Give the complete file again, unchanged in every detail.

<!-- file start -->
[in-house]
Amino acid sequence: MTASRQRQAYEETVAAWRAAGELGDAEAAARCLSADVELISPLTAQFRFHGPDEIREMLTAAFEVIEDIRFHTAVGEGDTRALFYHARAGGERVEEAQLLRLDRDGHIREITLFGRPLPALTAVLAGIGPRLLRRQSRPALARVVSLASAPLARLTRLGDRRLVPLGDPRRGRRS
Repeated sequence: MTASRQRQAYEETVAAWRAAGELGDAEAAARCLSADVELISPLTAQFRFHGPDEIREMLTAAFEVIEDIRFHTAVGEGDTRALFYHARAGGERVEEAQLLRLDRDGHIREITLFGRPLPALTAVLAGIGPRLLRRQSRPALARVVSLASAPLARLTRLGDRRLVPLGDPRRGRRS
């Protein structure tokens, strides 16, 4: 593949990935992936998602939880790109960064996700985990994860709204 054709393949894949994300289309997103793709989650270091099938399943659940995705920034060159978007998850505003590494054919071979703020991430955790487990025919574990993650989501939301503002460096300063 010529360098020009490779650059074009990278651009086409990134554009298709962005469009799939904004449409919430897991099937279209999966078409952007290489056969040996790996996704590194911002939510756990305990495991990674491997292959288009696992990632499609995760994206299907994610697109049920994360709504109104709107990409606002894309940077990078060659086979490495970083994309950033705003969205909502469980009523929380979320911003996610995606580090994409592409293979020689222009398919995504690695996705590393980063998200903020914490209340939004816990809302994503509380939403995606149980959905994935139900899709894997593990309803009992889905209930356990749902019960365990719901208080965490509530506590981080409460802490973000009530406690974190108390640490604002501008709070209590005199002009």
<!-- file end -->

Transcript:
[in-house]
Amino acid sequence: MTASRQRQAYEETVAAWRAAGELGDAEAAARCLSADVELISPLTAQFRFHGPDEIREMLTAAFEVIEDIRFHTAVGEGDTRALFYHARAGGERVEEAQLLRLDRDGHIREITLFGRPLPALTAVLAGIGPRLLRRQSRPALARVVSLASAPLARLTRLGDRRLVPLGDPRRGRRS
Repeated sequence: MTASRQRQAYEETVAAWRAAGELGDAEAAARCLSADVELISPLTAQFRFHGPDEIREMLTAAFEVIEDIRFHTAVGEGDTRALFYHARAGGERVEEAQLLRLDRDGHIREITLFGRPLPALTAVLAGIGPRLLRRQSRPALARVVSLASAPLARLTRLGDRRLVPLGDPRRGRRS
């Protein structure tokens, strides 16, 4: 593949990935992936998602939880790109960064996700985990994860709204 054709393949894949994300289309997103793709989650270091099938399943659940995705920034060159978007998850505003590494054919071979703020991430955790487990025919574990993650989501939301503002460096300063 010529360098020009490779650059074009990278651009086409990134554009298709962005469009799939904004449409919430897991099937279209999966078409952007290489056969040996790996996704590194911002939510756990305990495991990674491997292959288009696992990632499609995760994206299907994610697109049920994360709504109104709107990409606002894309940077990078060659086979490495970083994309950033705003969205909502469980009523929380979320911003996610995606580090994409592409293979020689222009398919995504690695996705590393980063998200903020914490209340939004816990809302994503509380939403995606149980959905994935139900899709894997593990309803009992889905209930356990749902019960365990719901208080965490509530506590981080409460802490973000009530406690974190108390640490604002501008709070209590005199002009």